MEPs also approved legislation to tighten up information and ethical requirements for diagnostic medical devices used for example in pregnancy or DNA testing. Both files were informally agreed with the Dutch Presidency of the Council.

"The metal-on-metal hip scandal highlighted weaknesses in the current system. So we’ve introduced much stricter requirements for the bodies that authorise medical devices, and will insist that particularly high risk devices, such as implants, joint replacements or insulin pumps, will be subject to additional assessments by experts before they can be authorised.", said rapporteur on medical devices Glenis Willmott (S&D, UK). Her report was approved unanimously.

Stronger post-market surveillance, more information to patients

"We’ve also agreed a much stronger system of post-market surveillance so that any unexpected problems are identified and dealt with as soon as possible".

"With the PIP scandal, many women simply didn’t know if they had received defective implants or not. So we’ve also introduced a Unique Device Identification (UDI) system so we know which patient has which device; this will make it much easier to trace patients if there’s a problem and patients will also be given an implant card with the UDI, which they can use to access information via a publicly accessible database", Ms Wilmott added.

Learning the lessons of the breast and hip implants scandal

The agreement provides for:

random inspections of producers’ facilities after devices have been placed on the market,

stricter controls on notified bodies, which will have to employ medically skilled people,

an additional safety checking procedure for high risk devices, such as implants or HIV-tests. Not only a notified body, but also a special committee of experts will check that all requirements are met,

an "implant card" for patients, enabling patients and doctors to track which product has been implanted, and

clinical evidence of medical device safety to be provided by manufacturers (as for medicines), especially in the case of higher risk classes.

"Pre-market scrutiny of high-risk devices was a priority for the Parliament so I’m particularly pleased that we successfully pushed for this and that these devices will now undergo additional assessment from expert panels", she concluded.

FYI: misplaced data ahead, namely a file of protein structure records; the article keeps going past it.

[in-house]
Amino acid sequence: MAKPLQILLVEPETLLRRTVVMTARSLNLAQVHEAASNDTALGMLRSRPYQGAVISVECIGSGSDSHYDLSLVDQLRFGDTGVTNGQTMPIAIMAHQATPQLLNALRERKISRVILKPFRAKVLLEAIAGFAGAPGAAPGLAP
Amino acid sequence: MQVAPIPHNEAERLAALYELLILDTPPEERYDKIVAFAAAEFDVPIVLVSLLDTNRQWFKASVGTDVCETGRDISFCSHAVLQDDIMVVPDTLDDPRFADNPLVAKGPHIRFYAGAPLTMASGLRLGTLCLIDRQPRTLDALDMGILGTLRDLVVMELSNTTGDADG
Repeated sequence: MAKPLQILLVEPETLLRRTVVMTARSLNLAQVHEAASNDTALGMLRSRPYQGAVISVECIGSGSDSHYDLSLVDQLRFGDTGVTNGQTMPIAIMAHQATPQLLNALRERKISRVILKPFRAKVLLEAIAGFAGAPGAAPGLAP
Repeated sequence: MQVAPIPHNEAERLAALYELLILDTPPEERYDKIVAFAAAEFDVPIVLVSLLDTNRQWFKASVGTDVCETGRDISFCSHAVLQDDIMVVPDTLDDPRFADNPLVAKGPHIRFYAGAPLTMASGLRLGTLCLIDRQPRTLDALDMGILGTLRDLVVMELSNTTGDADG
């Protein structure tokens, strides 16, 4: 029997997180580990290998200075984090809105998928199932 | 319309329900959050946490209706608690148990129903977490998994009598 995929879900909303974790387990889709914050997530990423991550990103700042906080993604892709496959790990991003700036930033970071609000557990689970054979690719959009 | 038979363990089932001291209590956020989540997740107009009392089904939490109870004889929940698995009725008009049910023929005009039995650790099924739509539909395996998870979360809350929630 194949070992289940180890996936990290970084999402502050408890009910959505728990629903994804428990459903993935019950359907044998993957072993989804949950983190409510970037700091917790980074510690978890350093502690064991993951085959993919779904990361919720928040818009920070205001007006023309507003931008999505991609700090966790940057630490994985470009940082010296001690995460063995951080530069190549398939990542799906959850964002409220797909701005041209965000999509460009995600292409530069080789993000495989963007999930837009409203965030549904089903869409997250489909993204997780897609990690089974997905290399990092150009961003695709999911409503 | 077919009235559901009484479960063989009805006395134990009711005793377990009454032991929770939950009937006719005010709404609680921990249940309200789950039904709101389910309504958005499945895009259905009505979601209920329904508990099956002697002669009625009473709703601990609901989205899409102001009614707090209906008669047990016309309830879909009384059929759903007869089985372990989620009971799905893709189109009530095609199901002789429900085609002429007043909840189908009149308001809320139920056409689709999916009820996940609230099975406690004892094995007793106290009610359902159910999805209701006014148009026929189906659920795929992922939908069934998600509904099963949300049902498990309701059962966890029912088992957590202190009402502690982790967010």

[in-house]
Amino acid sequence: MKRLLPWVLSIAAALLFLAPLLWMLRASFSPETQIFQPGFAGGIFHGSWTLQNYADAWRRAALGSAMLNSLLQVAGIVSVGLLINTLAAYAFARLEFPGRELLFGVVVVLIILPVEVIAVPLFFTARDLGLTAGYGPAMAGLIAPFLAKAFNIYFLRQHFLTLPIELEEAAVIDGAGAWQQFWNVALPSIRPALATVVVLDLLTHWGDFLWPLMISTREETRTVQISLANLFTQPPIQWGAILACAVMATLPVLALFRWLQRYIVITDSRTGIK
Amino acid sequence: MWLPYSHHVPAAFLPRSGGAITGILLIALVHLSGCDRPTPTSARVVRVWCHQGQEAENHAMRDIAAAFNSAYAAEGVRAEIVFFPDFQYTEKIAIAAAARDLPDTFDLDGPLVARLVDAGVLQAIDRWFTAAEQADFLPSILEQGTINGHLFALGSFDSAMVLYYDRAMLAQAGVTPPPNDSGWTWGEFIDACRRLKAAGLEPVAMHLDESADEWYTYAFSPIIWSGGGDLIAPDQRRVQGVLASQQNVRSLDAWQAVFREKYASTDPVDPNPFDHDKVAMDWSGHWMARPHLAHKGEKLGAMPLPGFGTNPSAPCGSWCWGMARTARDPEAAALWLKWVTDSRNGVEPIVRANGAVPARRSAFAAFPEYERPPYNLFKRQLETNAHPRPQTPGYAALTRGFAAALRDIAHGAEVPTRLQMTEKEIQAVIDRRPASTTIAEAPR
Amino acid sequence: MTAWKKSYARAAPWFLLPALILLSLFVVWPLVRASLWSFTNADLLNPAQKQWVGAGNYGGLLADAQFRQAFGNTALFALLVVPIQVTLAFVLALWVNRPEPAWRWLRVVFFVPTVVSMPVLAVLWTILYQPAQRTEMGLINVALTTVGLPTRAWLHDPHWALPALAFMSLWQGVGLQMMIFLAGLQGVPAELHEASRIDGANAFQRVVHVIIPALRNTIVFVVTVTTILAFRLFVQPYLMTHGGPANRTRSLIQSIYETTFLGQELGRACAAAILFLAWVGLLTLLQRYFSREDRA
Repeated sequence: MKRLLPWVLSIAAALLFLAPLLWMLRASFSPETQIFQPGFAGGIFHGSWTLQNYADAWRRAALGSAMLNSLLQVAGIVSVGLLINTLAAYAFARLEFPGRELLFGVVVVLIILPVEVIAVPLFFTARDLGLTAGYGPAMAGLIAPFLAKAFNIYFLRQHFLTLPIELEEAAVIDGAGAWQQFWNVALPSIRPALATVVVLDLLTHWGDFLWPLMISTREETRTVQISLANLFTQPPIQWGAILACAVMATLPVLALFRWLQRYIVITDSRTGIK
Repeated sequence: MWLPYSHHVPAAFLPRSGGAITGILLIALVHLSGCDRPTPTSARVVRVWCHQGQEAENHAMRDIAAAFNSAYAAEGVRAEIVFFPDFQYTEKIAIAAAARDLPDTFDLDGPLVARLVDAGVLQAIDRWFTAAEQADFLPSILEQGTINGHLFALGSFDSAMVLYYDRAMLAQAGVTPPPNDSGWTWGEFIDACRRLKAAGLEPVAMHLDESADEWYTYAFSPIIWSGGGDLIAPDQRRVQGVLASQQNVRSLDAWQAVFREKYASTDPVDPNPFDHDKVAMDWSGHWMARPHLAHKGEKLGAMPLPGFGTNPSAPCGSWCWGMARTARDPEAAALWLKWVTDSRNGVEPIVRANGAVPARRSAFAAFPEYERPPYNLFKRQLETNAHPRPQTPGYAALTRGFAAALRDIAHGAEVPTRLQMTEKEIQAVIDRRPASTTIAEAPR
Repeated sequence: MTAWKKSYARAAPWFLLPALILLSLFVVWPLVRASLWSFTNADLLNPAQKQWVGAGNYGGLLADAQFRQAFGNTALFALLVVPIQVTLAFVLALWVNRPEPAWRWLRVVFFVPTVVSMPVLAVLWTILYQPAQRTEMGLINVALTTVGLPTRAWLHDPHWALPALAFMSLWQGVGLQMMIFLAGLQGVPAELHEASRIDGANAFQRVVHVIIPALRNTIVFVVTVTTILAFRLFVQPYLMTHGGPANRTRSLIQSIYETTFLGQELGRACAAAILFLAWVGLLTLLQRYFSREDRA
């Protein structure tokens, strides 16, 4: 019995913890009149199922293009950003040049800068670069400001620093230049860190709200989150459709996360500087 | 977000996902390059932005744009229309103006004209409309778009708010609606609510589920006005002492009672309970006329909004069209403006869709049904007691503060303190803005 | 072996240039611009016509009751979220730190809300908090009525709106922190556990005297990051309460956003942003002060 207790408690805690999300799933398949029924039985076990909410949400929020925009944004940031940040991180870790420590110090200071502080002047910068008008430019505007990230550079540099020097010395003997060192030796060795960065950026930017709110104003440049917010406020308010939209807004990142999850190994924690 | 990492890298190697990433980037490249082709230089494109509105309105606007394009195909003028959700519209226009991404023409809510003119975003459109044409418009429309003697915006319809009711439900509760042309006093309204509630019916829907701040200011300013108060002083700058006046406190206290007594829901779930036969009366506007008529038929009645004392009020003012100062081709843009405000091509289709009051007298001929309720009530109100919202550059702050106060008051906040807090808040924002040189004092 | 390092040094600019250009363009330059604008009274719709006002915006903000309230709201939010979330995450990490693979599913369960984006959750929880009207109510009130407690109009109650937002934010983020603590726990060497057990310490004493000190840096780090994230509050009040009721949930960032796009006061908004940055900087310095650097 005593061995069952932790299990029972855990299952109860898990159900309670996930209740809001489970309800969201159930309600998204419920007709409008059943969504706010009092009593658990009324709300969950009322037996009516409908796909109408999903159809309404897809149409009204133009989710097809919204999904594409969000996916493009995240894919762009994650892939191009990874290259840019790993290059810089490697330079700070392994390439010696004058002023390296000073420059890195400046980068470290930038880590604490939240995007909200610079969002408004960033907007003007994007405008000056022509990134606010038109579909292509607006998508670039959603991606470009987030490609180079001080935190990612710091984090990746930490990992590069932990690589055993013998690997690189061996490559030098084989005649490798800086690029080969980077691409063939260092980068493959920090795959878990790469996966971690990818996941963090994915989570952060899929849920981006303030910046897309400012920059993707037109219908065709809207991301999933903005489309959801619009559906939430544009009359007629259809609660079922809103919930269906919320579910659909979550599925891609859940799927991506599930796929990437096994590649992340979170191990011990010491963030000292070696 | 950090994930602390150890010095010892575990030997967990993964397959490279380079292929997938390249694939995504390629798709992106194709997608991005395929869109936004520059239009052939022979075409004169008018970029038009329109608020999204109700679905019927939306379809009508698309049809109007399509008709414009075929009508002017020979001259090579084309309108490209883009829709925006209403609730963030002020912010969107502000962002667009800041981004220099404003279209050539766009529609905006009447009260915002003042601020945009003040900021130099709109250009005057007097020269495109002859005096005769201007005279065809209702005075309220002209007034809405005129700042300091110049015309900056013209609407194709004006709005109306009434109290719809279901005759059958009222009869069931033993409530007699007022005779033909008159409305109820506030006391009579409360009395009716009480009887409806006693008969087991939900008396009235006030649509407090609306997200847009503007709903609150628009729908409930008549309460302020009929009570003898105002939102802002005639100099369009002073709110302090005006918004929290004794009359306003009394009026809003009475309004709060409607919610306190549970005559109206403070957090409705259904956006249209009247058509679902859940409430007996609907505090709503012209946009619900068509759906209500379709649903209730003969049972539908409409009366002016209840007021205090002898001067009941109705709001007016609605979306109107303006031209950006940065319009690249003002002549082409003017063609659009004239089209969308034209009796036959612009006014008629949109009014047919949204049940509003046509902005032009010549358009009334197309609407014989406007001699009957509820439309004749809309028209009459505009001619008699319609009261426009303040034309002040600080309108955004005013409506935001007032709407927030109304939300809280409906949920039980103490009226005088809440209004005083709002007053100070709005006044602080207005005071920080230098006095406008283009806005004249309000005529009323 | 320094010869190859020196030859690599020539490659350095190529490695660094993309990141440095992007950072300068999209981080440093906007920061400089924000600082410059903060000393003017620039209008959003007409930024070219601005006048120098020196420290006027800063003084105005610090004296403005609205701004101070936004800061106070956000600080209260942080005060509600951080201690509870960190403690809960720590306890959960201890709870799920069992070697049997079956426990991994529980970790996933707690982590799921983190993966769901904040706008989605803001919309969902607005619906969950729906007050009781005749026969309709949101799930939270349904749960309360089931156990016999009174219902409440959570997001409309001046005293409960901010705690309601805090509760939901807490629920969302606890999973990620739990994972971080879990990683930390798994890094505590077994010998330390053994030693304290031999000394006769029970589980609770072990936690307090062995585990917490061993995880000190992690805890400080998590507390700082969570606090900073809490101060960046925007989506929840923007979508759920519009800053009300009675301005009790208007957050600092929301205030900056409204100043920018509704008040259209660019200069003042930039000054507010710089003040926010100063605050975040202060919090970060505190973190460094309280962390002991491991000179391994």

A separate law will also ensure that the new rules also apply to in vitro diagnostic medical devices, i.e. medical devices which are not in direct contact with the patient, but provide information on a person’s health, such as HIV, DNA or blood test devices.

"I am very happy that we finally got it done. People in Europe have a right that we learn the lessons of scandals such as that of the defective breast implants", said rapporteur on in vitro diagnostic medical devices Peter Liese (EPP, DE).

"Problems occurred in other areas too, e.g. on stents that are implanted into the brain or an unsafe HIV test. The new regulation is good for patients, puts an end to fraudulent and shady producers and thus also strengthens respectable producers" he added. His report was approved unanimously.

Ethical requirements for DNA testing

The legislation would also require EU member states to inform patients of the consequences of DNA tests.

"DNA-tests can have severe consequences for the life of patients and they should not be carried out without proper information and counselling. Member states pointed out that this is first of all their responsibility and that they will therefore accept EU rules only to a certain extent. It is important that member states fulfil this obligation. We will be very vigilant on this question", said Mr Liese.

The European Commission published the proposal in 2012, and the European Parliament agreed its position on it in 2014. However, negotiations with MEPs could start only after member states agreed their position last autumn.